We’ve all been talking about the “war for talent” since at least as far back as 1997, when a McKinsey study proposed that attracting and keeping the best talent was the new battleground on which companies would struggle to compete.
It’s obviously a metaphorical war, but as with all wars, there has been collateral damage. And not just the kind you might expect. Getting overzealous about this competition has cost several Silicon Valley companies, for instance, hundreds of millions of dollars in class action suits over anti-poaching practices.
But even that’s not the real problem with this war. The problem is that we’re fighting the wrong war to begin with. The “war for talent” is nothing more than tired, legacy HR jargon.
Of course we all want to be the kind of organization that attracts and keeps the best talent. But the real struggle isn’t about attracting talent; it’s about making the best, most beautiful and coherent use of the talent that has already promised itself to you. We have untapped talent sitting right in front of us. And we have to help each person figure out how to unleash the unique qualities, strengths, and contributions he or she has to offer.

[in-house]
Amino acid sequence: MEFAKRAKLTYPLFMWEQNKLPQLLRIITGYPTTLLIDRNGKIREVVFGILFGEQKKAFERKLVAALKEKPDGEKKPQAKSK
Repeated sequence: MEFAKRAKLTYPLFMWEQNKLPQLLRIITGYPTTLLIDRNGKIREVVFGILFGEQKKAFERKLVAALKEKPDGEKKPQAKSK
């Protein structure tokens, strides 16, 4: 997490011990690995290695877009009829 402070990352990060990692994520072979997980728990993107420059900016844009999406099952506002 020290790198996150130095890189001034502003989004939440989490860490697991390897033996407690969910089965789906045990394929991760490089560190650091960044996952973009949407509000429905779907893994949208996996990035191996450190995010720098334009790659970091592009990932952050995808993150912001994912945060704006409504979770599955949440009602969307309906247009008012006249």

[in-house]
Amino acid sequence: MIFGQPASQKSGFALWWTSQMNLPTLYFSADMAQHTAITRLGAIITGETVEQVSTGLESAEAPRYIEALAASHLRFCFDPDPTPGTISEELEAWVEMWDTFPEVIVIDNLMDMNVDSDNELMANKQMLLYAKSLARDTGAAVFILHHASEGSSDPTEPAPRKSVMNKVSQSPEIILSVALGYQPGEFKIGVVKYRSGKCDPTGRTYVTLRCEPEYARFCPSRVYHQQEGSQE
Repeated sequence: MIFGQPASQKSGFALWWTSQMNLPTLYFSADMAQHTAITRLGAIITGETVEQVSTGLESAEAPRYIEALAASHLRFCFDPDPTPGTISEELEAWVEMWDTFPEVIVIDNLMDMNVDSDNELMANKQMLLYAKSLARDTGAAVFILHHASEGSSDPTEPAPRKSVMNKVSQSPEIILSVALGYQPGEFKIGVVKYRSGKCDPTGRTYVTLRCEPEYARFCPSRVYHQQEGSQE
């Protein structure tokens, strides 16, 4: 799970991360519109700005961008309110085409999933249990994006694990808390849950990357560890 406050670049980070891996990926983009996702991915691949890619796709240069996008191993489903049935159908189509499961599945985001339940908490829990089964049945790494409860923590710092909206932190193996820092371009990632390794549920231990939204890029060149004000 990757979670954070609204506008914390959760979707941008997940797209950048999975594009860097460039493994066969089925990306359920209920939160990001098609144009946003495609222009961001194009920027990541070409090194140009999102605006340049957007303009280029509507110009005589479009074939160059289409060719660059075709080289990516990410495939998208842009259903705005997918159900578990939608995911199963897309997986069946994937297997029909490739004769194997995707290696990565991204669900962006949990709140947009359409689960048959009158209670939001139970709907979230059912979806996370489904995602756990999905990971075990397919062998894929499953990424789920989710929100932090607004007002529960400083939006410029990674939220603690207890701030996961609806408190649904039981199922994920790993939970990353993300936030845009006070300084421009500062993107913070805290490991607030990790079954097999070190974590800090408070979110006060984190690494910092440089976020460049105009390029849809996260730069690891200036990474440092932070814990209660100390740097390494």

If you haven’t figured out how, in an intentional, systematic, and coherent way, to help your people contribute the best of themselves — in a way that makes them feel authentic and strong — then that’s the war you need to fight. You need to fight the war to develop your own people.